St Bertram’s Well
In a small village called Ilam not far from Dovedale can be found the place where in the past a member of the Royal household became a holy man with healing powers, when he died a shrine was erected in the church here at Ilam in memory of him. Many people still visit his shrine and leave prayers upon it in the hope of having them answered.
His name was Bertram, later he was to become St Bertram and he was the son of the Prince of Mercia, the story goes that he fell in love with a Princess while on a visit to Ireland. Bertram brought her back from Ireland and as they were making their way back to the family home in Stafford his wife went into labour and started to give birth, so they were forced to stop in some woods. Bertram went to fetch a midwife, but on their return and to their horror they found that wolves had killed his wife and new born son.
St Bertram’s shrine in Ilam church, people’s written prayers can be seen on the shrine.
The shock of what he had discovered made Bertram become a hermit, and it is thought that many healing secrets were passed on to him from his Father who was thought to be Aethelbald, King of Mercia. On the death of his Father Bertram was forced to give up his hermits way of life for a while as he was needed to lead the Royal army against invaders. It is said that he managed to acheive this with the help of an Angel, as a Demon was said to be in league with the opposing force.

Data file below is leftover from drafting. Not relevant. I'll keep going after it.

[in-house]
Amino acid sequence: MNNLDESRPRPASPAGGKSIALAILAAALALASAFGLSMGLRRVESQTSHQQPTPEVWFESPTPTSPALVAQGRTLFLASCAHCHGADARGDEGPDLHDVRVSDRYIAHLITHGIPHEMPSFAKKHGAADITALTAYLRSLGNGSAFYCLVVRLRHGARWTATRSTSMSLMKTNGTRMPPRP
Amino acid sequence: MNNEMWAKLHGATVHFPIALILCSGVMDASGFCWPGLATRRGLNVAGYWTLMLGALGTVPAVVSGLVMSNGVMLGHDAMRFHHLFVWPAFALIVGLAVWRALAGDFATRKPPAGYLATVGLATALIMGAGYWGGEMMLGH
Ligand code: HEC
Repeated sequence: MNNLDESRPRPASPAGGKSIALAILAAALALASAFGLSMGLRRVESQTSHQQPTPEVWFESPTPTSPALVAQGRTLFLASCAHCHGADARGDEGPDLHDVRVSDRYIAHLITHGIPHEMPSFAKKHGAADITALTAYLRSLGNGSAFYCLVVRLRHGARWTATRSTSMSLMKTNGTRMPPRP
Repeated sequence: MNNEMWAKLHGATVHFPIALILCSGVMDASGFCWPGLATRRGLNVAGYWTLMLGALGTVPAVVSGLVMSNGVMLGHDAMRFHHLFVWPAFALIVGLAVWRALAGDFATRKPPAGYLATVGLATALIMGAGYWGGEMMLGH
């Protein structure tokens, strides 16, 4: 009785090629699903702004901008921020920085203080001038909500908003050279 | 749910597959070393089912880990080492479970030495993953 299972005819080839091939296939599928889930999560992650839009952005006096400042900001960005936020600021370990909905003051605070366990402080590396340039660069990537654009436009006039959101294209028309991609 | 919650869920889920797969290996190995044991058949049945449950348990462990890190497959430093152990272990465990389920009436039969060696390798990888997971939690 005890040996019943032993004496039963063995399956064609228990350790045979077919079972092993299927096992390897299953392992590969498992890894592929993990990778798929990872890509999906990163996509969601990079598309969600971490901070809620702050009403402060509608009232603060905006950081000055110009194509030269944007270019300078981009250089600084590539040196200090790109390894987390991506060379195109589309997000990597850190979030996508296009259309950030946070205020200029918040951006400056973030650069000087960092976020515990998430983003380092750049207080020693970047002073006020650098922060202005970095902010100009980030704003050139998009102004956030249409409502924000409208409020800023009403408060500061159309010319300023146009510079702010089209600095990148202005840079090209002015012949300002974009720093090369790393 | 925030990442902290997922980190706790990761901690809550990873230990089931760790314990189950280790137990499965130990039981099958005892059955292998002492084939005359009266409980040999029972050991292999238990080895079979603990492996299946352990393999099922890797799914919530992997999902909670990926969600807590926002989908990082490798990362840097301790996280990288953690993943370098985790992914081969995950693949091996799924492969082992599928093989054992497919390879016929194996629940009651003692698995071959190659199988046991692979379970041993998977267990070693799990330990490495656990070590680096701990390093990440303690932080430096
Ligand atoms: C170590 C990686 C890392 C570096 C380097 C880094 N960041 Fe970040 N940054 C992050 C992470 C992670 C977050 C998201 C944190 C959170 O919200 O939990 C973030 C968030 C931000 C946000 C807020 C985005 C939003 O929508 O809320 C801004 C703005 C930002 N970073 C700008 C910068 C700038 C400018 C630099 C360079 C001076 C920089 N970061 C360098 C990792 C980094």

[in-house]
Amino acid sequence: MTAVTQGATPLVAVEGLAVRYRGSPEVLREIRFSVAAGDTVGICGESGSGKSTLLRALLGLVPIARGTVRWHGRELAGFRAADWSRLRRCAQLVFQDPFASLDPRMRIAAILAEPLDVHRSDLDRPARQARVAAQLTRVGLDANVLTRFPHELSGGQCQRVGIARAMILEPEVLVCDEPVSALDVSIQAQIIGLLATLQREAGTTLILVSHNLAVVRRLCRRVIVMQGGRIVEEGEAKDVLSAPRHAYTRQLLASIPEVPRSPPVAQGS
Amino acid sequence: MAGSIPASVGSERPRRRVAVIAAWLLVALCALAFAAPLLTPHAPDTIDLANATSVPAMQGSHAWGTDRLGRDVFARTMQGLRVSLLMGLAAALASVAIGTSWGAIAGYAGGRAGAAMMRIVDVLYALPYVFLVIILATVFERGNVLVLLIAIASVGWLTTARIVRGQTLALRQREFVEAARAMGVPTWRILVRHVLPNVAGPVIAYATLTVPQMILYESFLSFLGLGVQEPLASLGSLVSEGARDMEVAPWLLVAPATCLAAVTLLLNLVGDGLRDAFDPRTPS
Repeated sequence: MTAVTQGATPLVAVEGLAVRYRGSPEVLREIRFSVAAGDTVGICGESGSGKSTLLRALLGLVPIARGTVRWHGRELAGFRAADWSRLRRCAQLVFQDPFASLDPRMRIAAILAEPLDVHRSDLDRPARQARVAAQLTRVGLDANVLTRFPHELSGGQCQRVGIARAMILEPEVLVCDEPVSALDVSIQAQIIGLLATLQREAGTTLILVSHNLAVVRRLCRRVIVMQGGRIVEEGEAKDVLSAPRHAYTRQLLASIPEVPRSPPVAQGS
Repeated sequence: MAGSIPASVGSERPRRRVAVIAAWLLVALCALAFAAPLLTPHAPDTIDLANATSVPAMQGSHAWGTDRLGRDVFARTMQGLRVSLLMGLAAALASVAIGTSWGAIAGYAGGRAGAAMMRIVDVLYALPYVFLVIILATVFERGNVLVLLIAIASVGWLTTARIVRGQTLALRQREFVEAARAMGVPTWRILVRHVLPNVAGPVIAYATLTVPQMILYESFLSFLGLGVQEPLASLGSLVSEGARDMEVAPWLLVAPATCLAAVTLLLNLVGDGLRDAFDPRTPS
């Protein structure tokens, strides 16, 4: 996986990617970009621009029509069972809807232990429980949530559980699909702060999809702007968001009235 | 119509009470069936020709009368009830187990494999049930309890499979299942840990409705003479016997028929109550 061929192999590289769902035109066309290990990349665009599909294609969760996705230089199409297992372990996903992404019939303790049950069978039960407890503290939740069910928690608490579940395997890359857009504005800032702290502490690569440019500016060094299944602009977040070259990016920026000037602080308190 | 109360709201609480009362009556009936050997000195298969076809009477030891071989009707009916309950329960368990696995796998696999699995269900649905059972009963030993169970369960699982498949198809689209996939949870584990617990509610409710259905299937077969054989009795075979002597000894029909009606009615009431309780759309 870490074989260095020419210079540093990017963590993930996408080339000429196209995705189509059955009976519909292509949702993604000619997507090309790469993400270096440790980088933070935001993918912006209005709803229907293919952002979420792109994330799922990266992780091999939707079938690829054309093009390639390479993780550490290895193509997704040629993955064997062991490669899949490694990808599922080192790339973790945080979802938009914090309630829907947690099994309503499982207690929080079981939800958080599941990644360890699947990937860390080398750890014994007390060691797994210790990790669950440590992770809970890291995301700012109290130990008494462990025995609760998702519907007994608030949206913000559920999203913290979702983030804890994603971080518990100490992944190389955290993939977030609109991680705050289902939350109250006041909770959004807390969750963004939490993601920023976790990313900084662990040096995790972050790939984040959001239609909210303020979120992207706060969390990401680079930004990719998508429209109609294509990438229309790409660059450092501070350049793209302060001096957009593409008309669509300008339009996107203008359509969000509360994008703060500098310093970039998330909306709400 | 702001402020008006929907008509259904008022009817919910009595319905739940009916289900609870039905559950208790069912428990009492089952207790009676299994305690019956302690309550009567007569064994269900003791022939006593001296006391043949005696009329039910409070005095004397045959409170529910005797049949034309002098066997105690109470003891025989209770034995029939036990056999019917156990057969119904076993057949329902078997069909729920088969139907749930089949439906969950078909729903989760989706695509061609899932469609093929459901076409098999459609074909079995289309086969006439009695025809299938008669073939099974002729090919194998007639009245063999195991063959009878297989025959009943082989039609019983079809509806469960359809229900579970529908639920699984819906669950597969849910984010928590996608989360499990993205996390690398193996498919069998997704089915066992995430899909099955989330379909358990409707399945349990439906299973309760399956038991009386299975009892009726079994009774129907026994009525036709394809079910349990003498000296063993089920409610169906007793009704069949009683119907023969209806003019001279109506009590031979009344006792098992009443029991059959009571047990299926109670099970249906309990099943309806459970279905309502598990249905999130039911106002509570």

After this took place Bertram returned to Ilam where he once more settled into the hermits way of life. The place where he had used to heal people was centred around a well on a hill called Bunster, one of a range of hills overlooking Ilam and spreading over to nearby Dovedale.
This photograph shows St Bertrams well and also the remains of the healing tree which can be found on bunster hill.
The well was quite difficult to find as none of the locals who I asked were aware of its existence, but after a couple of hours searching the hills I managed to find it. The well is the spot where Bertram had used to live as a hermit, and where the waters would have been used by him when he was healing people. There had also used to be a healing tree growing next to the well, but it seems to have died of old age, however in the past people had used to nail a coin on the tree for some superstitious reason and I don’t suppose this would have done much to extend its lifespan!
Also according to local superstition it was said that if anyone removed the bark or wood from the healing tree when it was alive, that bad luck would befall them. The spot where St Bertram’s well lies is on one of the most powerful Ley-lines in the British Isles, it is 16 miles in length, running from Fool lowe in the High Peak of Derbyshire, going through Arbor Low ending at St Bertram’s well. Perhaps this has something to do with the healing properties of the water to be found here?